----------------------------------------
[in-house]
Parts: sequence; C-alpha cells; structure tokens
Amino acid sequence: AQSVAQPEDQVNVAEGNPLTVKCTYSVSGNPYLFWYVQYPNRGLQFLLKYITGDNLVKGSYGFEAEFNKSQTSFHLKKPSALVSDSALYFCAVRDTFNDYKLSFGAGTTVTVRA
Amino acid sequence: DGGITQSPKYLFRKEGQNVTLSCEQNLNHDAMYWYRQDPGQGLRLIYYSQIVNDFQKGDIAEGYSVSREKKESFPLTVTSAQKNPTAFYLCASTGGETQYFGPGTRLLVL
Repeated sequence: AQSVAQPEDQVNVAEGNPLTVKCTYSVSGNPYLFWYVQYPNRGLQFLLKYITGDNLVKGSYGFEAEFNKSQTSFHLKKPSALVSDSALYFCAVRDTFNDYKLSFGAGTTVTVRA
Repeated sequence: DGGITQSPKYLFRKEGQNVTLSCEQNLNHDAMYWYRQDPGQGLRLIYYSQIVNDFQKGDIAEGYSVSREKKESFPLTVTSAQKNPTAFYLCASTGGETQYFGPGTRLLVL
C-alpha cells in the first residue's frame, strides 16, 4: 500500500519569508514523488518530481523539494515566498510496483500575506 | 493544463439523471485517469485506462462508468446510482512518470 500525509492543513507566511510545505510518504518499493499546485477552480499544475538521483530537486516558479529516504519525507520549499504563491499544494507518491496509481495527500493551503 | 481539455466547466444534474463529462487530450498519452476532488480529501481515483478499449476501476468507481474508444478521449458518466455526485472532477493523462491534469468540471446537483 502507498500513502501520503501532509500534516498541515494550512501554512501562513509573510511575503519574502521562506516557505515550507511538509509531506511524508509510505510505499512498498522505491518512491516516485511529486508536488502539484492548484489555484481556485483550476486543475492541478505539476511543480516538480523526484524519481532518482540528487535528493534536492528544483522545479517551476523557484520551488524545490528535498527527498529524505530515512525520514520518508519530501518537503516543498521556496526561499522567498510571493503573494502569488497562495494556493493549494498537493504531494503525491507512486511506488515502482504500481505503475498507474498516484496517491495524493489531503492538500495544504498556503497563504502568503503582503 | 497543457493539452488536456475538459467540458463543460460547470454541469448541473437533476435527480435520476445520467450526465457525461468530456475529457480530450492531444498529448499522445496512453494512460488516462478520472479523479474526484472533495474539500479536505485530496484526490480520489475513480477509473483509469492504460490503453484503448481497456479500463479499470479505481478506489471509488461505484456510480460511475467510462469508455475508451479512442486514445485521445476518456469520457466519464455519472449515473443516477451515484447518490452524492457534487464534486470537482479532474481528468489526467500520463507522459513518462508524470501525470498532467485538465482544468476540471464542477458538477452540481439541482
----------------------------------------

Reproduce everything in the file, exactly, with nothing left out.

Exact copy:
[in-house]
Parts: sequence; C-alpha cells; structure tokens
Amino acid sequence: AQSVAQPEDQVNVAEGNPLTVKCTYSVSGNPYLFWYVQYPNRGLQFLLKYITGDNLVKGSYGFEAEFNKSQTSFHLKKPSALVSDSALYFCAVRDTFNDYKLSFGAGTTVTVRA
Amino acid sequence: DGGITQSPKYLFRKEGQNVTLSCEQNLNHDAMYWYRQDPGQGLRLIYYSQIVNDFQKGDIAEGYSVSREKKESFPLTVTSAQKNPTAFYLCASTGGETQYFGPGTRLLVL
Repeated sequence: AQSVAQPEDQVNVAEGNPLTVKCTYSVSGNPYLFWYVQYPNRGLQFLLKYITGDNLVKGSYGFEAEFNKSQTSFHLKKPSALVSDSALYFCAVRDTFNDYKLSFGAGTTVTVRA
Repeated sequence: DGGITQSPKYLFRKEGQNVTLSCEQNLNHDAMYWYRQDPGQGLRLIYYSQIVNDFQKGDIAEGYSVSREKKESFPLTVTSAQKNPTAFYLCASTGGETQYFGPGTRLLVL
C-alpha cells in the first residue's frame, strides 16, 4: 500500500519569508514523488518530481523539494515566498510496483500575506 | 493544463439523471485517469485506462462508468446510482512518470 500525509492543513507566511510545505510518504518499493499546485477552480499544475538521483530537486516558479529516504519525507520549499504563491499544494507518491496509481495527500493551503 | 481539455466547466444534474463529462487530450498519452476532488480529501481515483478499449476501476468507481474508444478521449458518466455526485472532477493523462491534469468540471446537483 502507498500513502501520503501532509500534516498541515494550512501554512501562513509573510511575503519574502521562506516557505515550507511538509509531506511524508509510505510505499512498498522505491518512491516516485511529486508536488502539484492548484489555484481556485483550476486543475492541478505539476511543480516538480523526484524519481532518482540528487535528493534536492528544483522545479517551476523557484520551488524545490528535498527527498529524505530515512525520514520518508519530501518537503516543498521556496526561499522567498510571493503573494502569488497562495494556493493549494498537493504531494503525491507512486511506488515502482504500481505503475498507474498516484496517491495524493489531503492538500495544504498556503497563504502568503503582503 | 497543457493539452488536456475538459467540458463543460460547470454541469448541473437533476435527480435520476445520467450526465457525461468530456475529457480530450492531444498529448499522445496512453494512460488516462478520472479523479474526484472533495474539500479536505485530496484526490480520489475513480477509473483509469492504460490503453484503448481497456479500463479499470479505481478506489471509488461505484456510480460511475467510462469508455475508451479512442486514445485521445476518456469520457466519464455519472449515473443516477451515484447518490452524492457534487464534486470537482479532474481528468489526467500520463507522459513518462508524470501525470498532467485538465482544468476540471464542477458538477452540481439541482